Plantar Fasciitis

(plant-R fa-she- I-tis)

Do you suffer from heel pain? Is it worse first thing in the morning or after you have been sitting for long periods and go to get up? Does the pain go away after you have taken a few steps or after getting warmed up during activity?

Plantar fasciitis is the inflammation and irritation of the plantar fascia (a thick, fibrous tissue that extends from the heel to the toes and supports the arch). Excessive pronation or supination can strain the plantar fascia resulting in micro tears and increased tension where the fascia attaches to the calcaneus (heel). Pain is often felt at the central/medial heel, through the medial longitudinal arch and/or near the ball of the foot on the medial side.

Common causes of plantar fasciitis include too much activity too soon, tight calf muscles, an imbalance of the lower limb muscles, poor gait biomechanics, and/or footwear that is worn out or inappropriate for your foot type or activity. Your family or sports medicine physician may prescribe anti-inflammatory medication, activity modification, physiotherapy, chiropractic treatments, massage, and/or custom foot orthotics.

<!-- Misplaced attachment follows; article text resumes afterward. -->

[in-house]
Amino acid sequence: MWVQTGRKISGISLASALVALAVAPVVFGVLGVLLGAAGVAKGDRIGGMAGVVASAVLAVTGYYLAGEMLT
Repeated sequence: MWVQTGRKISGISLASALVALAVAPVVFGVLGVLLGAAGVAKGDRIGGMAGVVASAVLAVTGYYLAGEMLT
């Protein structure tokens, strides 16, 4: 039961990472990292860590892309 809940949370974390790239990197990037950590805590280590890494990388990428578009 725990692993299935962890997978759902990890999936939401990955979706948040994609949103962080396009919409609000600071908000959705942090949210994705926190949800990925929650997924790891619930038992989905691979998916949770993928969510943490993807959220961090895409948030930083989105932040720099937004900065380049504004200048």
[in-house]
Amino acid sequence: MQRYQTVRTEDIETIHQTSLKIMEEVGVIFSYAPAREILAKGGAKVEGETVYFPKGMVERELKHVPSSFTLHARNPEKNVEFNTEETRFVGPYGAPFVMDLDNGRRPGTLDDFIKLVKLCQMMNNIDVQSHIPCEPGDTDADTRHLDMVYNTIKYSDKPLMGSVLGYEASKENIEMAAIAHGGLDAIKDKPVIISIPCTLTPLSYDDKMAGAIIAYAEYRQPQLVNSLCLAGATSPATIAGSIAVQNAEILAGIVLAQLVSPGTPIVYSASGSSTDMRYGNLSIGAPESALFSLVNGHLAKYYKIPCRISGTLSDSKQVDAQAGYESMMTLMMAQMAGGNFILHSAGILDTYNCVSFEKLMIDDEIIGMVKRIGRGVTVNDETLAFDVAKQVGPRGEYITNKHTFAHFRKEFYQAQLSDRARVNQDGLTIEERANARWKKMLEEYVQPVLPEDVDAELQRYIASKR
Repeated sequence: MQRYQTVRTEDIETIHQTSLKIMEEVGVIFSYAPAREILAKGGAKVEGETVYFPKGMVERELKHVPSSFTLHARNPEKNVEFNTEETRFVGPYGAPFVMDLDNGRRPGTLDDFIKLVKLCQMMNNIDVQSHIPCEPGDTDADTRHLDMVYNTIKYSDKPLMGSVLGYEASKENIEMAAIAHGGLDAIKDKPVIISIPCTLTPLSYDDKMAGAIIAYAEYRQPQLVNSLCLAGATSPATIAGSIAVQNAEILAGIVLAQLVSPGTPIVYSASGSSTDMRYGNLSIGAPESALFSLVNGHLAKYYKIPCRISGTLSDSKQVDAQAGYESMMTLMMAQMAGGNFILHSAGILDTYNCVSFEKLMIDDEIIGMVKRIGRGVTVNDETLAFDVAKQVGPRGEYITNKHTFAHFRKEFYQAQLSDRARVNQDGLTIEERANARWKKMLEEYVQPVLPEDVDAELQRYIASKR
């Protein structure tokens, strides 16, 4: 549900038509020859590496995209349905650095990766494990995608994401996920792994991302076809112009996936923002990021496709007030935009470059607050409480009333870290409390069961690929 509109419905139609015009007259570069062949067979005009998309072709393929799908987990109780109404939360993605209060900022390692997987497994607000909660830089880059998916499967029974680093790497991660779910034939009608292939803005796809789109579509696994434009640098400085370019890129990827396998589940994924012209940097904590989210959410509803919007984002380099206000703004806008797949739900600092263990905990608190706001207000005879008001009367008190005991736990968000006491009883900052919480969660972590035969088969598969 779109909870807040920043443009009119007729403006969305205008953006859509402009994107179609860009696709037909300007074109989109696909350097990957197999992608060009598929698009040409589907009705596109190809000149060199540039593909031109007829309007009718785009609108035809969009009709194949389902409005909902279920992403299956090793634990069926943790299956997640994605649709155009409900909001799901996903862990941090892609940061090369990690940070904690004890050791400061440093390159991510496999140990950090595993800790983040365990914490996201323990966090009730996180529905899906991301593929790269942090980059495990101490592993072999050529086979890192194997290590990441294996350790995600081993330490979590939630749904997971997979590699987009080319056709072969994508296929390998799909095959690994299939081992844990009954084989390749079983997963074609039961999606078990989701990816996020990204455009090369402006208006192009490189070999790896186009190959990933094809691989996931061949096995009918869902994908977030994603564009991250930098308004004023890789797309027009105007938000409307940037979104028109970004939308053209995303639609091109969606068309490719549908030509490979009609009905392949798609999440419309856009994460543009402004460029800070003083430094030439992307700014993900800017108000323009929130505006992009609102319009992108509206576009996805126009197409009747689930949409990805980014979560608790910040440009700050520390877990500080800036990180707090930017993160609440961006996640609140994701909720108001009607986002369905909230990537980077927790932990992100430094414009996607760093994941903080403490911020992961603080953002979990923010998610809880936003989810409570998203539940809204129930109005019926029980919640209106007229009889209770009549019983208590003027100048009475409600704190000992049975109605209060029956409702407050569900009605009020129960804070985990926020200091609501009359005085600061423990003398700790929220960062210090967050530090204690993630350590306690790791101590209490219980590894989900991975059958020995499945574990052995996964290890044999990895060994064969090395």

An icing and stretching regime will also help reduce your symptoms. Rolling a golf or tennis ball under the foot can offer some pain relief.

Listed below are a couple of stretches that I recommend in order to get you started.


This stretch should be performed with shoes on.

Stand with your back straight and place the ball of the foot on top of a book with the heel on the ground. Take a step forward with the opposite foot, keeping both legs straight and hold for 1-2 minutes. Keeping this position, bend the knee slightly and hold for another 1-2 minutes. Switch sides to stretch the other calf.


This stretch should be performed with shoes on.

Sit with the back straight and right leg outstretched. Place the left heel on the toes of the right foot and pull the toes towards you while keeping the right knee straight. Hold the stretch for 1-2 minutes. Switch sides to stretch the opposite foot.


Avoid walking in barefoot at home and choose supportive footwear for indoor use. A good type of shoe to wear in the house is a supportive slipper like a Haflinger, or a sandal like Birkenstock or Mephisto.

Images of Haflinger, Birkenstock, and Mephisto footwear provided by Canadian Footwear.